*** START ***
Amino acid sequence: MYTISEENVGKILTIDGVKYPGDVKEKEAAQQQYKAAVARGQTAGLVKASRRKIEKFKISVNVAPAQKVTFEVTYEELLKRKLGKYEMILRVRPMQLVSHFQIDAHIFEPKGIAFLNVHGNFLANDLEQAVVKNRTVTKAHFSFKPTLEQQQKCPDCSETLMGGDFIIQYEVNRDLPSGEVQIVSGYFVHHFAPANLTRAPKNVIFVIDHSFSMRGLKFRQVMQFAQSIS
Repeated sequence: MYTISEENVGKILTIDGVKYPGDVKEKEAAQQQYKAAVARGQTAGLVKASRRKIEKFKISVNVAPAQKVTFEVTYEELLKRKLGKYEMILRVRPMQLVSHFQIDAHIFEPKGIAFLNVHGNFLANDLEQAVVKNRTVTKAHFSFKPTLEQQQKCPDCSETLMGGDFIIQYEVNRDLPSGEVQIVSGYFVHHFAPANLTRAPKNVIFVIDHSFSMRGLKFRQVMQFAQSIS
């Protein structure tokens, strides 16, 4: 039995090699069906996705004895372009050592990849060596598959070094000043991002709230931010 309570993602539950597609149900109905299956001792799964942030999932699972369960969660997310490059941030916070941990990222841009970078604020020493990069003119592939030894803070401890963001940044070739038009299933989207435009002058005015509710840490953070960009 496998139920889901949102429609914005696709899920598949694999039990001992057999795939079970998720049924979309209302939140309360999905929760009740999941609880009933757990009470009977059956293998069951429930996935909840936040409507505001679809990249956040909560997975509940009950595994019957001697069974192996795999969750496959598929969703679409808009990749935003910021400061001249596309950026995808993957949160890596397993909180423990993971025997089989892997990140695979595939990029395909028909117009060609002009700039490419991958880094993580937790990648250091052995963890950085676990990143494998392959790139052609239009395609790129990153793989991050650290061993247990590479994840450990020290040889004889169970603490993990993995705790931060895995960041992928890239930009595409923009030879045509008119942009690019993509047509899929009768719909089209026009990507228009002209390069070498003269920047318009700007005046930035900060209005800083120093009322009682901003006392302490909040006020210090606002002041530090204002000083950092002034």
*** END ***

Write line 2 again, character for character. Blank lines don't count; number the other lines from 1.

Repeated sequence: MYTISEENVGKILTIDGVKYPGDVKEKEAAQQQYKAAVARGQTAGLVKASRRKIEKFKISVNVAPAQKVTFEVTYEELLKRKLGKYEMILRVRPMQLVSHFQIDAHIFEPKGIAFLNVHGNFLANDLEQAVVKNRTVTKAHFSFKPTLEQQQKCPDCSETLMGGDFIIQYEVNRDLPSGEVQIVSGYFVHHFAPANLTRAPKNVIFVIDHSFSMRGLKFRQVMQFAQSIS